BELLEVUE, WA – The Second Amendment Foundation has filed its opposition to a motion by California Attorney General Rob Bonta for summary judgment in a December 2020 case challenging the state’s one-handgun-per-month limit. The case is known as Nguyen v. Bonta.

Joining SAF in the lawsuit are the Firearms Policy Coalition, Inc., San Diego County Gun Owners PAC, North County Shooting Center, Inc., PWGG, L.P., a limited partnership, and six private citizens. Defendants are California Attorney General Rob Bonta and Luis Lopez, director of the state Department of Justice, Bureau of Firearms in their official capacities. The original lawsuit was filed in U.S. District Court for the Southern District of California in San Diego, and so was SAF’s new opposition document. Plaintiffs are represented by attorney Raymond M. DiGuiseppe of Southport, N.C.

As noted in the response, SAF and its partners tell the court, “After almost three years of litigation, three rounds of dispositive briefing, and being on the cusp of yet another expansion of the 30-day commercial firearm purchase ban at issue here (the “OGM law”), a proper resolution is not just long overdue but of pressing need. The right outcome was clear way back before Bruen, when this case was first filed…the OGM law must be stricken as unconstitutional.”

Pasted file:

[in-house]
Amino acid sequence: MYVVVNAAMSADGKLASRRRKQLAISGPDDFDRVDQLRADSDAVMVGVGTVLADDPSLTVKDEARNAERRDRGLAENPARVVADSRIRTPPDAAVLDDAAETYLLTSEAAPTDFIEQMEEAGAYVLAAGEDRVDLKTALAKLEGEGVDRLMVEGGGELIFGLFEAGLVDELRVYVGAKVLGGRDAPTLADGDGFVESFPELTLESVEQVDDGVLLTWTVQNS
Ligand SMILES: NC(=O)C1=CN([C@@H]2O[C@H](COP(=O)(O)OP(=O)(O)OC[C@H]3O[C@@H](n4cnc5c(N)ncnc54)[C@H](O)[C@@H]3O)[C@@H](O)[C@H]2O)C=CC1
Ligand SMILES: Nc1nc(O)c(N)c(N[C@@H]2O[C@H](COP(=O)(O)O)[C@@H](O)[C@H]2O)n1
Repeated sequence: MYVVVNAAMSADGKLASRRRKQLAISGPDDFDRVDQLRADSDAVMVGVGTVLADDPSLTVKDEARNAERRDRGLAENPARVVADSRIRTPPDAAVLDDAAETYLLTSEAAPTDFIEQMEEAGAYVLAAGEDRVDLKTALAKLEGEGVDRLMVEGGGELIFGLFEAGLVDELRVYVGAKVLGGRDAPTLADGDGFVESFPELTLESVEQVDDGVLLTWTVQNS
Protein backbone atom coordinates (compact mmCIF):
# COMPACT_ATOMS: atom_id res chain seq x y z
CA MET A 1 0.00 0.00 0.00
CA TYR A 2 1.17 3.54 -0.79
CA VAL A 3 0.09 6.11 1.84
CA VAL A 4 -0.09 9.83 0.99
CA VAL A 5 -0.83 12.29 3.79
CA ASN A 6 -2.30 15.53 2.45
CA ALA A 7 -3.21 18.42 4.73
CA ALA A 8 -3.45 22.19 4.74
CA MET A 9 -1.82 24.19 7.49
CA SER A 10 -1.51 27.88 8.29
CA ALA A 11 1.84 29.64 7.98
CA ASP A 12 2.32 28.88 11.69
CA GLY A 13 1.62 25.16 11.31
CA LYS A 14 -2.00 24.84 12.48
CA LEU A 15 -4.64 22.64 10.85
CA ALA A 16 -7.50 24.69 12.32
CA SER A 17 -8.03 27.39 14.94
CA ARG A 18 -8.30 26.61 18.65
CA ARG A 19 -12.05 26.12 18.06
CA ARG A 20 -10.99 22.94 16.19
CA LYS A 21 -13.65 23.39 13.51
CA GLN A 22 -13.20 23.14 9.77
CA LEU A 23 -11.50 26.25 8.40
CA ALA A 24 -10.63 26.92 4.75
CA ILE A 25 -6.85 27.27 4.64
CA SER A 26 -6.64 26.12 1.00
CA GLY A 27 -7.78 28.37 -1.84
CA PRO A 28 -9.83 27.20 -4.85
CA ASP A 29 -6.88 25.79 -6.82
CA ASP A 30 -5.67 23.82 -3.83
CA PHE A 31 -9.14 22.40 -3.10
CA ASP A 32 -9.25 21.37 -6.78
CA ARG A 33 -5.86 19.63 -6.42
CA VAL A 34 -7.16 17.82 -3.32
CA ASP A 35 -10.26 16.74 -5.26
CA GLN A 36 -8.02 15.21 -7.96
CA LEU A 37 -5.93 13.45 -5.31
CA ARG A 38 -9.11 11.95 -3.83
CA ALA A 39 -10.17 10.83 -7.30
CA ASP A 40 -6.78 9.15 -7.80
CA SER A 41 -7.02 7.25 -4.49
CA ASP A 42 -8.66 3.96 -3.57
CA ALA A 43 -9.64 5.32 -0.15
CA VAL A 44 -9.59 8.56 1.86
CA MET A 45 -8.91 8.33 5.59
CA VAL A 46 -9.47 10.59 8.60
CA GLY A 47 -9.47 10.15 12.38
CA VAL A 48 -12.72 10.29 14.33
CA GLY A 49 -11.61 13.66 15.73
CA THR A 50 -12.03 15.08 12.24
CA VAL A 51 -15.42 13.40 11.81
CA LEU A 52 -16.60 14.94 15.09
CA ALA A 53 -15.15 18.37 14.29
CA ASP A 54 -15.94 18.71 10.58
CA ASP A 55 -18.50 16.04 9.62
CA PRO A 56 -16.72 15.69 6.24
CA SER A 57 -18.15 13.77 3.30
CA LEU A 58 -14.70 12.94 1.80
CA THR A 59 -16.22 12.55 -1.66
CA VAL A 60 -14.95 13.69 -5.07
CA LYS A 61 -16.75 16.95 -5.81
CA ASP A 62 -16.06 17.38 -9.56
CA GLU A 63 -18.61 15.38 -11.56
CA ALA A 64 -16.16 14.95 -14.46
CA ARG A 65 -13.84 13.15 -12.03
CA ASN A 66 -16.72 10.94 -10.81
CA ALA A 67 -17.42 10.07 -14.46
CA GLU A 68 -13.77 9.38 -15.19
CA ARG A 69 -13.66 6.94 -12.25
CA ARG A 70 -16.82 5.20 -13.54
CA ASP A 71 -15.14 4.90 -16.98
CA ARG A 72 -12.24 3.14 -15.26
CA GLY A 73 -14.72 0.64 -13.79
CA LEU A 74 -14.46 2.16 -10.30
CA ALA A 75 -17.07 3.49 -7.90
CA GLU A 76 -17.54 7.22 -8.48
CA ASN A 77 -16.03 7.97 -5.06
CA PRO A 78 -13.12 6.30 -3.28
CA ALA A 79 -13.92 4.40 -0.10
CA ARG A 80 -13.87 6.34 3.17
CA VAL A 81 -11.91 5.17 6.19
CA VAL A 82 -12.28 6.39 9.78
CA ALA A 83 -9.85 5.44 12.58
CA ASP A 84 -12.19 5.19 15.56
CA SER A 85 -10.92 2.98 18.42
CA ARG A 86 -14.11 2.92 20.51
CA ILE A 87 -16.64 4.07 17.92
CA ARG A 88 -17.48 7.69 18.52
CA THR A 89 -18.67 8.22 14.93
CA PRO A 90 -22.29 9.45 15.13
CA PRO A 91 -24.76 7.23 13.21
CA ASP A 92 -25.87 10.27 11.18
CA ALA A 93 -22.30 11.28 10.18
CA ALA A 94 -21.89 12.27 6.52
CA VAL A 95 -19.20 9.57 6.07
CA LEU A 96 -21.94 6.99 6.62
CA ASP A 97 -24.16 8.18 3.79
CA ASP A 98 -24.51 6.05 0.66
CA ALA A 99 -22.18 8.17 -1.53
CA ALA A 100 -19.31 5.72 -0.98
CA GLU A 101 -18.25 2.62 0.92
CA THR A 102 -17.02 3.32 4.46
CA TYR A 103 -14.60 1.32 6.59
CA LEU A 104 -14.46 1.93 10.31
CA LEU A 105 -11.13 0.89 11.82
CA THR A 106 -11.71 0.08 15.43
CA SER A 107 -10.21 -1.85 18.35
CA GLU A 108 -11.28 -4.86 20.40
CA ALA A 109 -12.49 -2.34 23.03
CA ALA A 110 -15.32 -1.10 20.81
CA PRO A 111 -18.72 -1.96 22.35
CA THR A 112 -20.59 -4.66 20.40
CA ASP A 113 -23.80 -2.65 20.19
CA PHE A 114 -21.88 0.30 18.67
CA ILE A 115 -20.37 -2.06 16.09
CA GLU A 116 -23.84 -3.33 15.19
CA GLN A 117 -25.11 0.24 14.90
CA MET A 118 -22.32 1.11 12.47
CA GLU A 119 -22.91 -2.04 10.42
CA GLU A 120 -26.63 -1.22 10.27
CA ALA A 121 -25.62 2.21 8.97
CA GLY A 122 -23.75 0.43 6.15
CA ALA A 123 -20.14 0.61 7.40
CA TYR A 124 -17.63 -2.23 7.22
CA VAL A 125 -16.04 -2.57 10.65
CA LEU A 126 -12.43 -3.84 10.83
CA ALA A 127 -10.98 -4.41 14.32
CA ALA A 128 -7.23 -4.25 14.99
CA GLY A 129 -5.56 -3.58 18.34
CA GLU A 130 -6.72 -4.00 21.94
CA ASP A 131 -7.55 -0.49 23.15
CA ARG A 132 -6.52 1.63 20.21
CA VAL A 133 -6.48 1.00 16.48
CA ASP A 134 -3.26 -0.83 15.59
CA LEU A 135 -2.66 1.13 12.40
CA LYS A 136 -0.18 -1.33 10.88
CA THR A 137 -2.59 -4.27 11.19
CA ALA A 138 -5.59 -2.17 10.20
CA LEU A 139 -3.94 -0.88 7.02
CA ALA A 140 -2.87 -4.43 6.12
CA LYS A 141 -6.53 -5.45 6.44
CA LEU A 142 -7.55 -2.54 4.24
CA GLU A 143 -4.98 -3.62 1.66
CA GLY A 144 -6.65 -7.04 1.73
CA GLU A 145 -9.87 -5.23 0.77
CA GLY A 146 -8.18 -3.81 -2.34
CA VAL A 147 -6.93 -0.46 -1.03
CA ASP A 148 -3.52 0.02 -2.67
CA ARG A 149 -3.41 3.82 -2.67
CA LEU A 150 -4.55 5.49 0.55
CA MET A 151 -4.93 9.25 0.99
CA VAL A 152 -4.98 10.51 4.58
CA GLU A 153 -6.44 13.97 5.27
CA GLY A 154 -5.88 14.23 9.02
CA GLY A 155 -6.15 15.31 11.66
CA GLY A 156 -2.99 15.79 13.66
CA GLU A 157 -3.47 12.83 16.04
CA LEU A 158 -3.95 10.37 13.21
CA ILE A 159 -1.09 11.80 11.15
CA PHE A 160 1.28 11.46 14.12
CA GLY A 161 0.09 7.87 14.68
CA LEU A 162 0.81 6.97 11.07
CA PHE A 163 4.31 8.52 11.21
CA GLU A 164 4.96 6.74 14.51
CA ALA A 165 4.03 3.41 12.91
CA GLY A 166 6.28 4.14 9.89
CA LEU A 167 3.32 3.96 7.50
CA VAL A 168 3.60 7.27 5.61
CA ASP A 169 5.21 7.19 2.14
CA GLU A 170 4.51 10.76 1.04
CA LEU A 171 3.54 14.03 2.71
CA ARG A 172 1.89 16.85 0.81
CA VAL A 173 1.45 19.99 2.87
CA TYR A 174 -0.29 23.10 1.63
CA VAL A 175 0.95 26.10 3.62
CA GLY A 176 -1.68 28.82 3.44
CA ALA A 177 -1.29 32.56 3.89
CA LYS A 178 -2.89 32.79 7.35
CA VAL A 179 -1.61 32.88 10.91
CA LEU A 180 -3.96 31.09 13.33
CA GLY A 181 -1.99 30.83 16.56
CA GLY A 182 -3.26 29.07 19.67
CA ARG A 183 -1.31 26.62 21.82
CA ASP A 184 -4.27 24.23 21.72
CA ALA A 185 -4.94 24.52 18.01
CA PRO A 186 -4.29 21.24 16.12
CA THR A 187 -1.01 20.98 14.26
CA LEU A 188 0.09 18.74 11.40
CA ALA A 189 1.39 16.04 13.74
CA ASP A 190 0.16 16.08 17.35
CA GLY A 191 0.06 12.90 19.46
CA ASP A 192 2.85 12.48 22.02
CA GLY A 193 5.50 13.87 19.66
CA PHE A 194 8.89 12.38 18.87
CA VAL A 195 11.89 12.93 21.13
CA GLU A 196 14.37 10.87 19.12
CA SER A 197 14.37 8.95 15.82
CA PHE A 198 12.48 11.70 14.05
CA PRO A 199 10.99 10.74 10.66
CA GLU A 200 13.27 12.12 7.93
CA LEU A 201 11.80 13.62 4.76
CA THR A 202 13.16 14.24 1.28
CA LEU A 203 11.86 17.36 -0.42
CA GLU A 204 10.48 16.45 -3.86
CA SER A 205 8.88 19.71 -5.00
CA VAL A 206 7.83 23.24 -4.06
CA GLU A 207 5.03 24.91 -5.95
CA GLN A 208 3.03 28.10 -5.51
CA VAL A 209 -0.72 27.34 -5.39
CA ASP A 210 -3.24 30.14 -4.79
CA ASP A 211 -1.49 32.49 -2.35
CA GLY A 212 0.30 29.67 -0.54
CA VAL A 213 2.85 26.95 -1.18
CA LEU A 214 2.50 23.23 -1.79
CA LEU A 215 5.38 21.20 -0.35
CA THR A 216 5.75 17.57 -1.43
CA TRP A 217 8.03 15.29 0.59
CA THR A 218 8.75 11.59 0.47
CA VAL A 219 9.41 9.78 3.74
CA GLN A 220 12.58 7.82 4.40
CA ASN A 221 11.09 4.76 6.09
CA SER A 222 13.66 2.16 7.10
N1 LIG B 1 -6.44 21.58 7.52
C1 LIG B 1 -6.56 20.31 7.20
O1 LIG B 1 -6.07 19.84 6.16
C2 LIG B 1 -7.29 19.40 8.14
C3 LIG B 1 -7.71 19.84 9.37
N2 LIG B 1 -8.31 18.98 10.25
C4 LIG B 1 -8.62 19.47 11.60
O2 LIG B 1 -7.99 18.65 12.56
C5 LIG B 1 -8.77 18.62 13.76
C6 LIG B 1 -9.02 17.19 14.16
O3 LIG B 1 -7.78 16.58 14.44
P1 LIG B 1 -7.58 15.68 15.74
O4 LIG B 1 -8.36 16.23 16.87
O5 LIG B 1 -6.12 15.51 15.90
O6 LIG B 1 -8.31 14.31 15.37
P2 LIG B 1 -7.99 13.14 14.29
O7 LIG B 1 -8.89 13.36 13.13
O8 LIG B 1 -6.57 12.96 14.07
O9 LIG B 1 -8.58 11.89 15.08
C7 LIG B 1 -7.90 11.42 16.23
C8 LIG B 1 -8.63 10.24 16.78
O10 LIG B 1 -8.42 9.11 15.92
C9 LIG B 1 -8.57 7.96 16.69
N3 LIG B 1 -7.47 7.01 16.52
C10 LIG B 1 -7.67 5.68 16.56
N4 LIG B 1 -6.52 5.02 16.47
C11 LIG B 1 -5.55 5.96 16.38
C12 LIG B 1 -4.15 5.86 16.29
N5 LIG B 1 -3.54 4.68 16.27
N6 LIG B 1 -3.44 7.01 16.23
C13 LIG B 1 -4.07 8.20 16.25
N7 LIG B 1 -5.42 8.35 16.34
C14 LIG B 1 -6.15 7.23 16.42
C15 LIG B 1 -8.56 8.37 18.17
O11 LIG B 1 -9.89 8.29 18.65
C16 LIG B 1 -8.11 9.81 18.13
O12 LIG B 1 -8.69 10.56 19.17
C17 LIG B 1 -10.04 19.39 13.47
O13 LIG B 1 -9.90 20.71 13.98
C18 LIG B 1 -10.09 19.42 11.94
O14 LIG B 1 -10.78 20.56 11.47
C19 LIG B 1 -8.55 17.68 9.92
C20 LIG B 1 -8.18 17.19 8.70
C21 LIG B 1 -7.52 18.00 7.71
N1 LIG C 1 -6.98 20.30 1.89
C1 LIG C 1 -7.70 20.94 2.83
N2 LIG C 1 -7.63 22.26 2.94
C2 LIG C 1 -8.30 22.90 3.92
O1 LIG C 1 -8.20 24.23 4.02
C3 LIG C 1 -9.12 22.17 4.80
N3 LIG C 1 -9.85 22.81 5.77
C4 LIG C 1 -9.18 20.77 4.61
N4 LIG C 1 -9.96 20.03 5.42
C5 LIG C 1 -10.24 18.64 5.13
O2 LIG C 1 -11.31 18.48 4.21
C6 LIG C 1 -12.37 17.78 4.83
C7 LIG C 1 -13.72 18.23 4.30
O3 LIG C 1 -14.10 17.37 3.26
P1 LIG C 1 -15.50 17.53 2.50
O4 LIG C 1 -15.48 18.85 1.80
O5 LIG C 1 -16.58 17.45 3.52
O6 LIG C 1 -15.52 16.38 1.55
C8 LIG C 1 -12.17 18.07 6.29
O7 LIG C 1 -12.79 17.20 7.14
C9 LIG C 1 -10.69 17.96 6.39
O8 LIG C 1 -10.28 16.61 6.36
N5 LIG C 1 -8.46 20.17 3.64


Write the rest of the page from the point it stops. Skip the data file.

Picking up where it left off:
“We’re seeing a troubling pattern in litigation in which defendants try to drag out the process,” said SAF founder and Executive Vice President Alan M. Gottlieb. “As we note in our opposition, in moving for a summary judgment, the state is trying to ‘spare the OMG law the full brunt of proper scrutiny, steer the analysis right back into the prohibited field of “means-end” scrutiny, and hopefully avoid its otherwise inevitable constitutional demise.’ Clearly, California is trying to defend the indefensible while protecting an unconstitutional law and the state will be dragged kicking and screaming to the 21st Century reality that the law is wrong.”

“The material facts, alone, make it clear the OGM law can’t survive constitutional scrutiny,” added SAF Executive Director Adam Kraut. “Especially since Bruen, the state cannot provide any historical analogous evidence such limits existed at the time the Second Amendment was written. Therefore, the law must be found unconstitutional.”